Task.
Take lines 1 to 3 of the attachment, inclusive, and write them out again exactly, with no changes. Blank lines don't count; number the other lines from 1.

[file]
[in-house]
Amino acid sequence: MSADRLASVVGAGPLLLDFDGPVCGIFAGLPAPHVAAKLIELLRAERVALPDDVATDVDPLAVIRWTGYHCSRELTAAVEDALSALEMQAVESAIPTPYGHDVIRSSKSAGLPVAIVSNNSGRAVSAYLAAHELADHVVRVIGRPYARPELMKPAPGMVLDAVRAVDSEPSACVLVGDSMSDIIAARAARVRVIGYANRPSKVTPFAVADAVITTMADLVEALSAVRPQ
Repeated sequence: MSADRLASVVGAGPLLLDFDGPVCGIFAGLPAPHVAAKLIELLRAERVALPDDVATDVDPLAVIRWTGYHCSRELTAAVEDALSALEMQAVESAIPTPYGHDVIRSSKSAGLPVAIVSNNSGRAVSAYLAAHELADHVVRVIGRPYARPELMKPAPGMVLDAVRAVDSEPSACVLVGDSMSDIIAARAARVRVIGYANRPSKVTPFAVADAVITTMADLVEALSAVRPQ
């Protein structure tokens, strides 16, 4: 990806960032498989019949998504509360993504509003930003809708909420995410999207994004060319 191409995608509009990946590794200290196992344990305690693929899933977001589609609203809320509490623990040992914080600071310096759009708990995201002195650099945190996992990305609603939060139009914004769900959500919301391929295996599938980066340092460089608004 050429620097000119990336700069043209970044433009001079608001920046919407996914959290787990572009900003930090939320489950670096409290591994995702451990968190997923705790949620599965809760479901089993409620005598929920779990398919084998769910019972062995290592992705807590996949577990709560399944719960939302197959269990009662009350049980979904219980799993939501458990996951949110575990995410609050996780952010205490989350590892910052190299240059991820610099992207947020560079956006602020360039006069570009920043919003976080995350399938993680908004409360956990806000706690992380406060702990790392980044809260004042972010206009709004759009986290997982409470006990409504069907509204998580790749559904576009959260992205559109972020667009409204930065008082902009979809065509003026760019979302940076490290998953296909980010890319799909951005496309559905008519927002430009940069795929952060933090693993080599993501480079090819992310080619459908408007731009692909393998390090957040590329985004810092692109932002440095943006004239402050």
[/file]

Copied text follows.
[in-house]
Amino acid sequence: MSADRLASVVGAGPLLLDFDGPVCGIFAGLPAPHVAAKLIELLRAERVALPDDVATDVDPLAVIRWTGYHCSRELTAAVEDALSALEMQAVESAIPTPYGHDVIRSSKSAGLPVAIVSNNSGRAVSAYLAAHELADHVVRVIGRPYARPELMKPAPGMVLDAVRAVDSEPSACVLVGDSMSDIIAARAARVRVIGYANRPSKVTPFAVADAVITTMADLVEALSAVRPQ
Repeated sequence: MSADRLASVVGAGPLLLDFDGPVCGIFAGLPAPHVAAKLIELLRAERVALPDDVATDVDPLAVIRWTGYHCSRELTAAVEDALSALEMQAVESAIPTPYGHDVIRSSKSAGLPVAIVSNNSGRAVSAYLAAHELADHVVRVIGRPYARPELMKPAPGMVLDAVRAVDSEPSACVLVGDSMSDIIAARAARVRVIGYANRPSKVTPFAVADAVITTMADLVEALSAVRPQ